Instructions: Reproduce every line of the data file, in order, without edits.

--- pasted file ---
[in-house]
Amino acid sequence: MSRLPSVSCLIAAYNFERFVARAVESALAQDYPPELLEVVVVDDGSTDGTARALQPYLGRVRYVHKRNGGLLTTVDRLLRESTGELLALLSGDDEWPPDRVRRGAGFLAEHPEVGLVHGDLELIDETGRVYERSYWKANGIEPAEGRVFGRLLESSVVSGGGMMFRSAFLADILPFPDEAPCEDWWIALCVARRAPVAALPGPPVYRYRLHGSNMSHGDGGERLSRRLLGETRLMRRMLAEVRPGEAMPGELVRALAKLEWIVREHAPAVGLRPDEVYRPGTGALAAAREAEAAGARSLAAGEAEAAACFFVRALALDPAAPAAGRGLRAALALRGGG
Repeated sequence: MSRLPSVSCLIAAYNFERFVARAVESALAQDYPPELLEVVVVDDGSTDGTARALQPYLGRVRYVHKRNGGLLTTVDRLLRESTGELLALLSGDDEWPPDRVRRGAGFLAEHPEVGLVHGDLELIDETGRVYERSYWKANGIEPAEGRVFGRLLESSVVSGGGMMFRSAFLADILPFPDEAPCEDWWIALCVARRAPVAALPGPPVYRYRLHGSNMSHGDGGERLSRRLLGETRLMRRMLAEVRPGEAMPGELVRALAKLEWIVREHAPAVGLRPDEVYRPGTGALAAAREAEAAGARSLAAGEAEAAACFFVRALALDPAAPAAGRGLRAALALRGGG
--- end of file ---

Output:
[in-house]
Amino acid sequence: MSRLPSVSCLIAAYNFERFVARAVESALAQDYPPELLEVVVVDDGSTDGTARALQPYLGRVRYVHKRNGGLLTTVDRLLRESTGELLALLSGDDEWPPDRVRRGAGFLAEHPEVGLVHGDLELIDETGRVYERSYWKANGIEPAEGRVFGRLLESSVVSGGGMMFRSAFLADILPFPDEAPCEDWWIALCVARRAPVAALPGPPVYRYRLHGSNMSHGDGGERLSRRLLGETRLMRRMLAEVRPGEAMPGELVRALAKLEWIVREHAPAVGLRPDEVYRPGTGALAAAREAEAAGARSLAAGEAEAAACFFVRALALDPAAPAAGRGLRAALALRGGG
Repeated sequence: MSRLPSVSCLIAAYNFERFVARAVESALAQDYPPELLEVVVVDDGSTDGTARALQPYLGRVRYVHKRNGGLLTTVDRLLRESTGELLALLSGDDEWPPDRVRRGAGFLAEHPEVGLVHGDLELIDETGRVYERSYWKANGIEPAEGRVFGRLLESSVVSGGGMMFRSAFLADILPFPDEAPCEDWWIALCVARRAPVAALPGPPVYRYRLHGSNMSHGDGGERLSRRLLGETRLMRRMLAEVRPGEAMPGELVRALAKLEWIVREHAPAVGLRPDEVYRPGTGALAAAREAEAAGARSLAAGEAEAAACFFVRALALDPAAPAAGRGLRAALALRGGG